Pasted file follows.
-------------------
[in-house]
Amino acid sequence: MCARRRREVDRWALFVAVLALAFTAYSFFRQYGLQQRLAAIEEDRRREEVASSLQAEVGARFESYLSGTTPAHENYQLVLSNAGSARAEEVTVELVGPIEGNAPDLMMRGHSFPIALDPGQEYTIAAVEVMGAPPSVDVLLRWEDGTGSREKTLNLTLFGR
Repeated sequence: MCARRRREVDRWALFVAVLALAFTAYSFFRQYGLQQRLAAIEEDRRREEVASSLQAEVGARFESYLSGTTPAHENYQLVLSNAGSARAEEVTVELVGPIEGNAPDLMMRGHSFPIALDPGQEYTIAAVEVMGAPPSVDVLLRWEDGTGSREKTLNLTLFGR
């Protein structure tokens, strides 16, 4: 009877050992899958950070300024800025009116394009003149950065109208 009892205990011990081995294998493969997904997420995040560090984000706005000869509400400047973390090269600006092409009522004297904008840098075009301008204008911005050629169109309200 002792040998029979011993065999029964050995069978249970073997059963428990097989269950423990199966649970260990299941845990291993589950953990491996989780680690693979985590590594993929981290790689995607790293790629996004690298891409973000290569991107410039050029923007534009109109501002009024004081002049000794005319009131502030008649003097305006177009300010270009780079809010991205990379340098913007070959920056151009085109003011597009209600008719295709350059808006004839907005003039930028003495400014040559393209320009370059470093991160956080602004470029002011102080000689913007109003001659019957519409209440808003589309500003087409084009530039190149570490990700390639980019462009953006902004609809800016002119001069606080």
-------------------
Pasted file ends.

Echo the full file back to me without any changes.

[in-house]
Amino acid sequence: MCARRRREVDRWALFVAVLALAFTAYSFFRQYGLQQRLAAIEEDRRREEVASSLQAEVGARFESYLSGTTPAHENYQLVLSNAGSARAEEVTVELVGPIEGNAPDLMMRGHSFPIALDPGQEYTIAAVEVMGAPPSVDVLLRWEDGTGSREKTLNLTLFGR
Repeated sequence: MCARRRREVDRWALFVAVLALAFTAYSFFRQYGLQQRLAAIEEDRRREEVASSLQAEVGARFESYLSGTTPAHENYQLVLSNAGSARAEEVTVELVGPIEGNAPDLMMRGHSFPIALDPGQEYTIAAVEVMGAPPSVDVLLRWEDGTGSREKTLNLTLFGR
């Protein structure tokens, strides 16, 4: 009877050992899958950070300024800025009116394009003149950065109208 009892205990011990081995294998493969997904997420995040560090984000706005000869509400400047973390090269600006092409009522004297904008840098075009301008204008911005050629169109309200 002792040998029979011993065999029964050995069978249970073997059963428990097989269950423990199966649970260990299941845990291993589950953990491996989780680690693979985590590594993929981290790689995607790293790629996004690298891409973000290569991107410039050029923007534009109109501002009024004081002049000794005319009131502030008649003097305006177009300010270009780079809010991205990379340098913007070959920056151009085109003011597009209600008719295709350059808006004839907005003039930028003495400014040559393209320009370059470093991160956080602004470029002011102080000689913007109003001659019957519409209440808003589309500003087409084009530039190149570490990700390639980019462009953006902004609809800016002119001069606080």